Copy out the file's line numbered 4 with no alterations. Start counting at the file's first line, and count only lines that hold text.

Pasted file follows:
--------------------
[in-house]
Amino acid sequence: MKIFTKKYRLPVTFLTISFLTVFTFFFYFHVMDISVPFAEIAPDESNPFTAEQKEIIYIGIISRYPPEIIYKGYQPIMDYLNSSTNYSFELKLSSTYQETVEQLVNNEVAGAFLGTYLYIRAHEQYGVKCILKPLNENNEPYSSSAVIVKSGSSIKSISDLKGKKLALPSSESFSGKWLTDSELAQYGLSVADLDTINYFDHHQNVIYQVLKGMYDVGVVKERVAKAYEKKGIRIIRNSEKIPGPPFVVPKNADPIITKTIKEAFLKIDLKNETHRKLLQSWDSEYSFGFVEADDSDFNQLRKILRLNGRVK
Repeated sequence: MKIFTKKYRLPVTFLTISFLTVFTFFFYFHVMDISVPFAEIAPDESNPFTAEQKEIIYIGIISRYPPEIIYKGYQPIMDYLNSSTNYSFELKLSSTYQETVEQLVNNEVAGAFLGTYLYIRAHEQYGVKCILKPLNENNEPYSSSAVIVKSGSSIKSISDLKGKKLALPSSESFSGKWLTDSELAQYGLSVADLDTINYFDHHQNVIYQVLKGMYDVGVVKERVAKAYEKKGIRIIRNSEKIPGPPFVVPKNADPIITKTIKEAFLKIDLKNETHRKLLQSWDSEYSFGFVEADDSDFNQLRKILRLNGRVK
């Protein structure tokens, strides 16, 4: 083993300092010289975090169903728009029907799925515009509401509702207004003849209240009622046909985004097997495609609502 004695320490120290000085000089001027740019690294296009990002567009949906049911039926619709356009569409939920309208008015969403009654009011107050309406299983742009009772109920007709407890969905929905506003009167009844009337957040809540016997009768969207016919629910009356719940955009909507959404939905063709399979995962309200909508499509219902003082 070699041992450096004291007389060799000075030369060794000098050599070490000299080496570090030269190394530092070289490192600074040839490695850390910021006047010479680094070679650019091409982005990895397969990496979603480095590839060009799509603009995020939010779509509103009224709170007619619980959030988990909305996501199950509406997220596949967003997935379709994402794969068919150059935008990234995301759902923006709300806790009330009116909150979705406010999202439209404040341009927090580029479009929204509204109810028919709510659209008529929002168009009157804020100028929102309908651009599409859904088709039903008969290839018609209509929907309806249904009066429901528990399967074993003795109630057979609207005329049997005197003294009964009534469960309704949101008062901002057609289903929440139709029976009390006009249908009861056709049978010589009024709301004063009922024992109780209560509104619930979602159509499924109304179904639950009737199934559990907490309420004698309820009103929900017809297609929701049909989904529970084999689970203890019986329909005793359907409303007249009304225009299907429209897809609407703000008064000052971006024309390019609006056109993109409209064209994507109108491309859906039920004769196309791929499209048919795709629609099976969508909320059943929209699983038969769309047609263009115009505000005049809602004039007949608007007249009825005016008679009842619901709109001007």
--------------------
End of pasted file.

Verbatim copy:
């Protein structure tokens, strides 16, 4: 083993300092010289975090169903728009029907799925515009509401509702207004003849209240009622046909985004097997495609609502 004695320490120290000085000089001027740019690294296009990002567009949906049911039926619709356009569409939920309208008015969403009654009011107050309406299983742009009772109920007709407890969905929905506003009167009844009337957040809540016997009768969207016919629910009356719940955009909507959404939905063709399979995962309200909508499509219902003082 070699041992450096004291007389060799000075030369060794000098050599070490000299080496570090030269190394530092070289490192600074040839490695850390910021006047010479680094070679650019091409982005990895397969990496979603480095590839060009799509603009995020939010779509509103009224709170007619619980959030988990909305996501199950509406997220596949967003997935379709994402794969068919150059935008990234995301759902923006709300806790009330009116909150979705406010999202439209404040341009927090580029479009929204509204109810028919709510659209008529929002168009009157804020100028929102309908651009599409859904088709039903008969290839018609209509929907309806249904009066429901528990399967074993003795109630057979609207005329049997005197003294009964009534469960309704949101008062901002057609289903929440139709029976009390006009249908009861056709049978010589009024709301004063009922024992109780209560509104619930979602159509499924109304179904639950009737199934559990907490309420004698309820009103929900017809297609929701049909989904529970084999689970203890019986329909005793359907409303007249009304225009299907429209897809609407703000008064000052971006024309390019609006056109993109409209064209994507109108491309859906039920004769196309791929499209048919795709629609099976969508909320059943929209699983038969769309047609263009115009505000005049809602004039007949608007007249009825005016008679009842619901709109001007």